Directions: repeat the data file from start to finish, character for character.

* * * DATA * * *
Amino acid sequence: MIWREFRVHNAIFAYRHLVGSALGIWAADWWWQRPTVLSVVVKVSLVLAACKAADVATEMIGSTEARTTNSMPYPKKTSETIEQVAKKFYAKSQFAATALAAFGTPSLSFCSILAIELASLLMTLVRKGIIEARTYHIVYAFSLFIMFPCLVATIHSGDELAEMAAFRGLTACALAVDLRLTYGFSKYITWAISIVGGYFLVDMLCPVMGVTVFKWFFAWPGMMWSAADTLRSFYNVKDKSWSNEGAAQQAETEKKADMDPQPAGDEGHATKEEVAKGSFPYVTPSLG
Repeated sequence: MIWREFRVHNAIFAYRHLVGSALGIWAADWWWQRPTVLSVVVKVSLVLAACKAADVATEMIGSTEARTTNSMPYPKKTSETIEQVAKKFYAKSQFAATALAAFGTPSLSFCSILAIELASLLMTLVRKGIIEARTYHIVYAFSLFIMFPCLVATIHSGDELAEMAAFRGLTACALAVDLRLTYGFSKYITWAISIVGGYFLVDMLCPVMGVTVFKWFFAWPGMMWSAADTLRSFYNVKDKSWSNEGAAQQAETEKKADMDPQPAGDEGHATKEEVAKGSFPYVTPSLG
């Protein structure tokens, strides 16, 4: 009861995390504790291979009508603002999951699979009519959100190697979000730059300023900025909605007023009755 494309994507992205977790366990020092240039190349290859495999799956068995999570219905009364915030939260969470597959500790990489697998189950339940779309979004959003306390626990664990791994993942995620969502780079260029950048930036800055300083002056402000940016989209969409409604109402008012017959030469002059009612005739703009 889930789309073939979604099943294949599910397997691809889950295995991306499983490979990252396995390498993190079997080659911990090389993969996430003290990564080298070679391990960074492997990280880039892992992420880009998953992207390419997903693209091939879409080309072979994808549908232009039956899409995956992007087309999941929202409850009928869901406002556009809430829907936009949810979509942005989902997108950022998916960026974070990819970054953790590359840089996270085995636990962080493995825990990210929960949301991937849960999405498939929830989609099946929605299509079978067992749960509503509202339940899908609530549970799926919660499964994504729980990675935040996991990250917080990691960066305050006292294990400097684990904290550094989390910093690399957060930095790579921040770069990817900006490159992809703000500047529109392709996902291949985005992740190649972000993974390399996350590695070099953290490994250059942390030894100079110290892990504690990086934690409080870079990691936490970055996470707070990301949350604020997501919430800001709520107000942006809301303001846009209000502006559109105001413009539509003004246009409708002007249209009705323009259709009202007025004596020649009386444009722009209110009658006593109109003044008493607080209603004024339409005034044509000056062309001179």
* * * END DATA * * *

Amino acid sequence: MIWREFRVHNAIFAYRHLVGSALGIWAADWWWQRPTVLSVVVKVSLVLAACKAADVATEMIGSTEARTTNSMPYPKKTSETIEQVAKKFYAKSQFAATALAAFGTPSLSFCSILAIELASLLMTLVRKGIIEARTYHIVYAFSLFIMFPCLVATIHSGDELAEMAAFRGLTACALAVDLRLTYGFSKYITWAISIVGGYFLVDMLCPVMGVTVFKWFFAWPGMMWSAADTLRSFYNVKDKSWSNEGAAQQAETEKKADMDPQPAGDEGHATKEEVAKGSFPYVTPSLG
Repeated sequence: MIWREFRVHNAIFAYRHLVGSALGIWAADWWWQRPTVLSVVVKVSLVLAACKAADVATEMIGSTEARTTNSMPYPKKTSETIEQVAKKFYAKSQFAATALAAFGTPSLSFCSILAIELASLLMTLVRKGIIEARTYHIVYAFSLFIMFPCLVATIHSGDELAEMAAFRGLTACALAVDLRLTYGFSKYITWAISIVGGYFLVDMLCPVMGVTVFKWFFAWPGMMWSAADTLRSFYNVKDKSWSNEGAAQQAETEKKADMDPQPAGDEGHATKEEVAKGSFPYVTPSLG
């Protein structure tokens, strides 16, 4: 009861995390504790291979009508603002999951699979009519959100190697979000730059300023900025909605007023009755 494309994507992205977790366990020092240039190349290859495999799956068995999570219905009364915030939260969470597959500790990489697998189950339940779309979004959003306390626990664990791994993942995620969502780079260029950048930036800055300083002056402000940016989209969409409604109402008012017959030469002059009612005739703009 889930789309073939979604099943294949599910397997691809889950295995991306499983490979990252396995390498993190079997080659911990090389993969996430003290990564080298070679391990960074492997990280880039892992992420880009998953992207390419997903693209091939879409080309072979994808549908232009039956899409995956992007087309999941929202409850009928869901406002556009809430829907936009949810979509942005989902997108950022998916960026974070990819970054953790590359840089996270085995636990962080493995825990990210929960949301991937849960999405498939929830989609099946929605299509079978067992749960509503509202339940899908609530549970799926919660499964994504729980990675935040996991990250917080990691960066305050006292294990400097684990904290550094989390910093690399957060930095790579921040770069990817900006490159992809703000500047529109392709996902291949985005992740190649972000993974390399996350590695070099953290490994250059942390030894100079110290892990504690990086934690409080870079990691936490970055996470707070990301949350604020997501919430800001709520107000942006809301303001846009209000502006559109105001413009539509003004246009409708002007249209009705323009259709009202007025004596020649009386444009722009209110009658006593109109003044008493607080209603004024339409005034044509000056062309001179």